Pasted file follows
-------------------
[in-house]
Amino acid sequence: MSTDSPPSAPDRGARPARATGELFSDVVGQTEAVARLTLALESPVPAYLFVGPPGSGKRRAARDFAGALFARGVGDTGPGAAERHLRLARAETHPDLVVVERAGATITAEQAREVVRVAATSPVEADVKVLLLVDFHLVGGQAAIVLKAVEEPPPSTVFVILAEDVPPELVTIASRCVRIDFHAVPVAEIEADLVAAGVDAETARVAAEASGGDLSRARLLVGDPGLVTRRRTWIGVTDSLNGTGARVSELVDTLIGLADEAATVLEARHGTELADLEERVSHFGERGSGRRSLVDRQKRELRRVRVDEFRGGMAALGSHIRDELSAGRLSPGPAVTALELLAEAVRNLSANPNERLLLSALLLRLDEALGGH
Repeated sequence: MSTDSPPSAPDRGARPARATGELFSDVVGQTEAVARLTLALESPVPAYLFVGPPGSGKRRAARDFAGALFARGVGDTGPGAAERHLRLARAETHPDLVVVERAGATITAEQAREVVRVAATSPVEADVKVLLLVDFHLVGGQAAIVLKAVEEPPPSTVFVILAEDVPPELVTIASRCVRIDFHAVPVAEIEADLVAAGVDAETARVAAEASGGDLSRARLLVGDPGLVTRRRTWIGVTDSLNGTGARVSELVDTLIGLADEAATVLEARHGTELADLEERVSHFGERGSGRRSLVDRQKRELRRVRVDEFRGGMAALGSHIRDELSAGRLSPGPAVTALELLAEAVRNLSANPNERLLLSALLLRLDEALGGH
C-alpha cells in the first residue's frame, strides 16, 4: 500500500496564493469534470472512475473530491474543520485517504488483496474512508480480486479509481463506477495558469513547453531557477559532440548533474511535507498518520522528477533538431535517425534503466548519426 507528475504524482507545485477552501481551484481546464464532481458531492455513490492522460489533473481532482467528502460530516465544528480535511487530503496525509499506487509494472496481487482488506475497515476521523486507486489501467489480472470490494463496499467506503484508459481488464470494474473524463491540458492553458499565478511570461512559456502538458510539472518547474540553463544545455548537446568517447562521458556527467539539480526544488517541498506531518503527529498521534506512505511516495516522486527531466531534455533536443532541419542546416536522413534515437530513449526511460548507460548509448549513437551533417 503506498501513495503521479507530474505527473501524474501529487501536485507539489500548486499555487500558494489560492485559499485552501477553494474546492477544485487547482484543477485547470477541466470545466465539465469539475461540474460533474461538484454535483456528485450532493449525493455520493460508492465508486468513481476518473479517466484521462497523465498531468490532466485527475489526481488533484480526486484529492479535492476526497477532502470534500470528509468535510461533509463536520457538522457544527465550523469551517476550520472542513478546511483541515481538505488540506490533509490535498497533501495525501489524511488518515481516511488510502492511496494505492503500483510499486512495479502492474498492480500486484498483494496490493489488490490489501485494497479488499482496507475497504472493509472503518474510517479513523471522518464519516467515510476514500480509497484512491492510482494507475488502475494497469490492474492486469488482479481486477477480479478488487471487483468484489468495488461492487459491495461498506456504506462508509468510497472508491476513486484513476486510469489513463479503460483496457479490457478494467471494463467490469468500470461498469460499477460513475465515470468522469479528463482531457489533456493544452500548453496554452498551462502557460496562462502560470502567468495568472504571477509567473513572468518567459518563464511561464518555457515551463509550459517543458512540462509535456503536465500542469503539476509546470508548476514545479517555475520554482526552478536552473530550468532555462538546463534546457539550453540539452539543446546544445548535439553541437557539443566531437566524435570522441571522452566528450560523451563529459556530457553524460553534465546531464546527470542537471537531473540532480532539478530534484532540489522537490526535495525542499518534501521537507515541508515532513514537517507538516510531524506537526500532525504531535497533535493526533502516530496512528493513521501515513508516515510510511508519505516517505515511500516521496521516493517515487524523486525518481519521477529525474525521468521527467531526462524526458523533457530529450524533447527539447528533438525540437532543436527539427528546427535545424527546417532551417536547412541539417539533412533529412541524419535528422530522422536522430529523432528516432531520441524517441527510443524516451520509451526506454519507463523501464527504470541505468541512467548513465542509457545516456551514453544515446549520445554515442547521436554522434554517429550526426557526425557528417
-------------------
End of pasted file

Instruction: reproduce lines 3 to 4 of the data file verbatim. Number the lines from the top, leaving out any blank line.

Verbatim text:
Repeated sequence: MSTDSPPSAPDRGARPARATGELFSDVVGQTEAVARLTLALESPVPAYLFVGPPGSGKRRAARDFAGALFARGVGDTGPGAAERHLRLARAETHPDLVVVERAGATITAEQAREVVRVAATSPVEADVKVLLLVDFHLVGGQAAIVLKAVEEPPPSTVFVILAEDVPPELVTIASRCVRIDFHAVPVAEIEADLVAAGVDAETARVAAEASGGDLSRARLLVGDPGLVTRRRTWIGVTDSLNGTGARVSELVDTLIGLADEAATVLEARHGTELADLEERVSHFGERGSGRRSLVDRQKRELRRVRVDEFRGGMAALGSHIRDELSAGRLSPGPAVTALELLAEAVRNLSANPNERLLLSALLLRLDEALGGH
C-alpha cells in the first residue's frame, strides 16, 4: 500500500496564493469534470472512475473530491474543520485517504488483496474512508480480486479509481463506477495558469513547453531557477559532440548533474511535507498518520522528477533538431535517425534503466548519426 507528475504524482507545485477552501481551484481546464464532481458531492455513490492522460489533473481532482467528502460530516465544528480535511487530503496525509499506487509494472496481487482488506475497515476521523486507486489501467489480472470490494463496499467506503484508459481488464470494474473524463491540458492553458499565478511570461512559456502538458510539472518547474540553463544545455548537446568517447562521458556527467539539480526544488517541498506531518503527529498521534506512505511516495516522486527531466531534455533536443532541419542546416536522413534515437530513449526511460548507460548509448549513437551533417 503506498501513495503521479507530474505527473501524474501529487501536485507539489500548486499555487500558494489560492485559499485552501477553494474546492477544485487547482484543477485547470477541466470545466465539465469539475461540474460533474461538484454535483456528485450532493449525493455520493460508492465508486468513481476518473479517466484521462497523465498531468490532466485527475489526481488533484480526486484529492479535492476526497477532502470534500470528509468535510461533509463536520457538522457544527465550523469551517476550520472542513478546511483541515481538505488540506490533509490535498497533501495525501489524511488518515481516511488510502492511496494505492503500483510499486512495479502492474498492480500486484498483494496490493489488490490489501485494497479488499482496507475497504472493509472503518474510517479513523471522518464519516467515510476514500480509497484512491492510482494507475488502475494497469490492474492486469488482479481486477477480479478488487471487483468484489468495488461492487459491495461498506456504506462508509468510497472508491476513486484513476486510469489513463479503460483496457479490457478494467471494463467490469468500470461498469460499477460513475465515470468522469479528463482531457489533456493544452500548453496554452498551462502557460496562462502560470502567468495568472504571477509567473513572468518567459518563464511561464518555457515551463509550459517543458512540462509535456503536465500542469503539476509546470508548476514545479517555475520554482526552478536552473530550468532555462538546463534546457539550453540539452539543446546544445548535439553541437557539443566531437566524435570522441571522452566528450560523451563529459556530457553524460553534465546531464546527470542537471537531473540532480532539478530534484532540489522537490526535495525542499518534501521537507515541508515532513514537517507538516510531524506537526500532525504531535497533535493526533502516530496512528493513521501515513508516515510510511508519505516517505515511500516521496521516493517515487524523486525518481519521477529525474525521468521527467531526462524526458523533457530529450524533447527539447528533438525540437532543436527539427528546427535545424527546417532551417536547412541539417539533412533529412541524419535528422530522422536522430529523432528516432531520441524517441527510443524516451520509451526506454519507463523501464527504470541505468541512467548513465542509457545516456551514453544515446549520445554515442547521436554522434554517429550526426557526425557528417